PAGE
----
Chinese and Japanese mythologies share a belief based on legends involving a “red thread of fate.” According to this belief, people who are meant to meet at some point in life are bound together by a red string tied around their ankles or little fingers. The two people on both ends of the cord may meet other people, travel the world, or cross paths without noticing—tangling and knotting the red string numerous times, but never breaking it. Although this belief is most often used to refer to an inevitability of romantic partnerships—the “soulmate” idea—I personally consider it reflected in my most valuable friendships.
Back in 2017, during the nine months between my acceptance to Columbia and the beginning of my first year, I tried to prepare myself to wisely manage my long-term friendships when they also became long-distance. I have never been one to have a host of close friends, so thinking about losing the few ones I had at home hurt me more than I expected it to. Because of that, I spent those last months in a constant effort to spend time with my closest friends before that possibility was taken away from me.
If those months weren’t enough to reassure me of how much love and care for my friends I had in me, my first days at Columbia surely were. During NSOP, amid colorful outdoor lunches and raging dorm parties, I felt more lonely than ever—knowing I couldn’t just call my closest friends and ask them to hang out, as they were, at the very least, thousands of miles away. A fear that they might gradually forget about me and our memories started creeping into my mind.
It’s weird to say this because in a way that is what happened. Here and there, new friendships have been formed, and key moments of our lives are spent with new acquaintances here at Columbia rather than with each other. I do, however, still feel strongly connected to my long-term friends back at home. I deeply feel their happiness for getting good grades, their anguish for going through hard times, and their hope for a future of conquests and success in their endeavors. I am oddly paternally proud of them, and I constantly hope that they don’t completely forget about us, because I can assure them I won’t. I guess because they’re always on my mind, it’s like I’m living a double life—being physically here while being psychologically and emotionally back in Brazil.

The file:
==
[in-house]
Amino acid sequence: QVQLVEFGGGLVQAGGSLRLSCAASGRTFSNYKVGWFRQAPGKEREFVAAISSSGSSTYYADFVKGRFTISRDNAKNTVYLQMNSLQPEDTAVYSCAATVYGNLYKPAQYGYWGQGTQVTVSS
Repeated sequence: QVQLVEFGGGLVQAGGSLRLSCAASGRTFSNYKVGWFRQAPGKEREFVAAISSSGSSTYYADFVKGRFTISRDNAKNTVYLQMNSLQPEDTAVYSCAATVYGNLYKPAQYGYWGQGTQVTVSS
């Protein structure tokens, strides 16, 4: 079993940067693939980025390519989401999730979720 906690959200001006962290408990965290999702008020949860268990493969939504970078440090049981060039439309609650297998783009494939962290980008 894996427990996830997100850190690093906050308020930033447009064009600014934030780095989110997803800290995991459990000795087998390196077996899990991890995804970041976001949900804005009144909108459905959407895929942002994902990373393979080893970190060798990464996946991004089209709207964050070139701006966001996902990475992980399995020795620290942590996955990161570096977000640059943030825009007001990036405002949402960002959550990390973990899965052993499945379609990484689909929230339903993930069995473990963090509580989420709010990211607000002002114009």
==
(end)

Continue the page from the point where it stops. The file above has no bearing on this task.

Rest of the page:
Now in my sophomore year, I can say that I phone friends back at home around 10 to 50 times less often (!!), since we’re constantly busy, and our schedules never seem to coincide. Whenever we talk, there’s a bunch of stuff that I have to learn in order to get up-to-date with their lives. Relationships start and end; internships become boring and are replaced by others; personal goals are attained. I feel like their lives are a TV show I only get to watch irregularly.
It’s not that I don’t love the friendships I’ve made here at Columbia. I truly cherish my loved ones here, and I will cherish them for the rest of my life. In a sense, we really are family. I mean, when you have someone almost literally wiping snot off your nose when you’re severely ill in bed, you kinda have to be.
But with a long-term friend, now also turned long-distance, there is a constant longing for a return to an easier past—when other friends and situations did not come between our everyday partnership, and when we could confidently say we knew each other like the back of our hands. In this sense, missing a long-term friend is missing a past that will never return. As cliché as this sounds, life does not stop for anyone, and it is the responsibility of good friends to mold their partnership to the ups and downs they go through.
Last Sunday evening, while I was on a bus from Boston back to New York, I decided to call my best friend back at home. We hadn’t spoken in a while, and we both knew we hadn’t been managing the whole long-distance situation fairly for either of us. There had been too much demand for attention on my part, and too much detachedness on her’s. Despite that, hearing her voice for the first time in months reinvigorated me. For the half hour we talked, I wasn’t in some random county in the middle of Connecticut, but back with her lying on the floor of our school, in the back of a car traveling through our state, and cooking homemade burgers in my kitchen. But I was also right there, with and without her, talking about our new accomplishments and responsibilities, and our plans for our adult future. When she hung up to go to sleep, I knew reaching out had been the best decision I could’ve made.
It is in those kinds of moments that I’m certain our red thread is intact.
Gabriel is a sophomore in Columbia College studying political science, as well as Latin American and Caribbean studies. He has no idea whether his friends know this, but hearing that they’re healthy, happy, and satisfied in life is the best remedy he could have for a bad day. A Persistent Flaw runs alternate Thursdays.
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